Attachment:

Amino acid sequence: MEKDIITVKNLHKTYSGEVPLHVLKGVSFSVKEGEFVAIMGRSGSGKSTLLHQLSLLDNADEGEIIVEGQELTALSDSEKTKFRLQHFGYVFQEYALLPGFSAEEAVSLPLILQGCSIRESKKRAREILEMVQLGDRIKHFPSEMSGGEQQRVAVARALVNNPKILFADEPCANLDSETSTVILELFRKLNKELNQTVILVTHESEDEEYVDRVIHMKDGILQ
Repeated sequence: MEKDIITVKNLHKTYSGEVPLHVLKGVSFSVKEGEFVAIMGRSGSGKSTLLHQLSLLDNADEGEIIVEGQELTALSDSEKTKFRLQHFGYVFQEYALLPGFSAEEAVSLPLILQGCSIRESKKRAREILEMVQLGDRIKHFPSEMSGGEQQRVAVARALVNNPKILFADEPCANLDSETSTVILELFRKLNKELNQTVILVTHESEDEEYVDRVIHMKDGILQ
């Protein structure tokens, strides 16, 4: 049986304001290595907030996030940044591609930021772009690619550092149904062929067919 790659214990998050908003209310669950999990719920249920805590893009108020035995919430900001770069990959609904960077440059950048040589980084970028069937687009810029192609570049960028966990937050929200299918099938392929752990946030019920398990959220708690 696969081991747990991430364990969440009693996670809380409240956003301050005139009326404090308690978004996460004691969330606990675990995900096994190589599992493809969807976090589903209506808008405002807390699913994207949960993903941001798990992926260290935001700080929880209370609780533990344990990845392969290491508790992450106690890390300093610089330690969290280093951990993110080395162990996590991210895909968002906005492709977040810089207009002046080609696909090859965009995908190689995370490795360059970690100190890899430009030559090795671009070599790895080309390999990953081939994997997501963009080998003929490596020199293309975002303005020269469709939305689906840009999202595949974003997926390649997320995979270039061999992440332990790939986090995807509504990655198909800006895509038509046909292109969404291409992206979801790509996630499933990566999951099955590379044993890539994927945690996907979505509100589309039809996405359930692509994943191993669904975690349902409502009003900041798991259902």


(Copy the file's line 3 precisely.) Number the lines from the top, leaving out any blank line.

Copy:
């Protein structure tokens, strides 16, 4: 049986304001290595907030996030940044591609930021772009690619550092149904062929067919 790659214990998050908003209310669950999990719920249920805590893009108020035995919430900001770069990959609904960077440059950048040589980084970028069937687009810029192609570049960028966990937050929200299918099938392929752990946030019920398990959220708690 696969081991747990991430364990969440009693996670809380409240956003301050005139009326404090308690978004996460004691969330606990675990995900096994190589599992493809969807976090589903209506808008405002807390699913994207949960993903941001798990992926260290935001700080929880209370609780533990344990990845392969290491508790992450106690890390300093610089330690969290280093951990993110080395162990996590991210895909968002906005492709977040810089207009002046080609696909090859965009995908190689995370490795360059970690100190890899430009030559090795671009070599790895080309390999990953081939994997997501963009080998003929490596020199293309975002303005020269469709939305689906840009999202595949974003997926390649997320995979270039061999992440332990790939986090995807509504990655198909800006895509038509046909292109969404291409992206979801790509996630499933990566999951099955590379044993890539994927945690996907979505509100589309039809996405359930692509994943191993669904975690349902409502009003900041798991259902």